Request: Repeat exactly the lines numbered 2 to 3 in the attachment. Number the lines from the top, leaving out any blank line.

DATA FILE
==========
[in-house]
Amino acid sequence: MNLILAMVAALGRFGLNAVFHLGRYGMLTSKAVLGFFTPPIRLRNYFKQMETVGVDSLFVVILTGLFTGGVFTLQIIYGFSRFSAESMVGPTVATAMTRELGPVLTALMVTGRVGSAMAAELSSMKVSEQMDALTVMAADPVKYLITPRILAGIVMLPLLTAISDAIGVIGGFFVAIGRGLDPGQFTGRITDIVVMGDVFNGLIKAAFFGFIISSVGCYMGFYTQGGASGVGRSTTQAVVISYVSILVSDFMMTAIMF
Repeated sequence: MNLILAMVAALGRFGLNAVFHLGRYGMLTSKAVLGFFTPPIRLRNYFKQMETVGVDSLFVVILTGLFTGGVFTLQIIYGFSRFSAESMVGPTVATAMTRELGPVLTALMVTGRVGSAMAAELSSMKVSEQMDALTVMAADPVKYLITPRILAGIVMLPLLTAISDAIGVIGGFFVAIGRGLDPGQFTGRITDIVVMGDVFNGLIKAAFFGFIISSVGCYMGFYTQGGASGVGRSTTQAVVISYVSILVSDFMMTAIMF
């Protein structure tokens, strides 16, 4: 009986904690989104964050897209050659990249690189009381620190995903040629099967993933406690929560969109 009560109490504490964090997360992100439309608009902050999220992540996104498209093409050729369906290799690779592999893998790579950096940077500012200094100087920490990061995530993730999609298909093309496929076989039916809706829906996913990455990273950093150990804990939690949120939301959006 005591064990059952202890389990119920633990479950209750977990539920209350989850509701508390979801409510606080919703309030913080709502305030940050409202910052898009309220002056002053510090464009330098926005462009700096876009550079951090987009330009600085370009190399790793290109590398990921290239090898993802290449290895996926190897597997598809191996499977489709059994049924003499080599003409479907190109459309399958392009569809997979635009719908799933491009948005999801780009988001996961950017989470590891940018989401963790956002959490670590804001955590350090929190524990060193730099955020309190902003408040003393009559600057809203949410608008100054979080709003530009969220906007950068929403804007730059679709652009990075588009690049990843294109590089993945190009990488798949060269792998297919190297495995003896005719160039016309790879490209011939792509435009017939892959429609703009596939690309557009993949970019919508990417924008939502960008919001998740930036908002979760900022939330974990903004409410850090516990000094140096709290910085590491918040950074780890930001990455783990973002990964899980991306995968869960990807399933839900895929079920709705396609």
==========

Amino acid sequence: MNLILAMVAALGRFGLNAVFHLGRYGMLTSKAVLGFFTPPIRLRNYFKQMETVGVDSLFVVILTGLFTGGVFTLQIIYGFSRFSAESMVGPTVATAMTRELGPVLTALMVTGRVGSAMAAELSSMKVSEQMDALTVMAADPVKYLITPRILAGIVMLPLLTAISDAIGVIGGFFVAIGRGLDPGQFTGRITDIVVMGDVFNGLIKAAFFGFIISSVGCYMGFYTQGGASGVGRSTTQAVVISYVSILVSDFMMTAIMF
Repeated sequence: MNLILAMVAALGRFGLNAVFHLGRYGMLTSKAVLGFFTPPIRLRNYFKQMETVGVDSLFVVILTGLFTGGVFTLQIIYGFSRFSAESMVGPTVATAMTRELGPVLTALMVTGRVGSAMAAELSSMKVSEQMDALTVMAADPVKYLITPRILAGIVMLPLLTAISDAIGVIGGFFVAIGRGLDPGQFTGRITDIVVMGDVFNGLIKAAFFGFIISSVGCYMGFYTQGGASGVGRSTTQAVVISYVSILVSDFMMTAIMF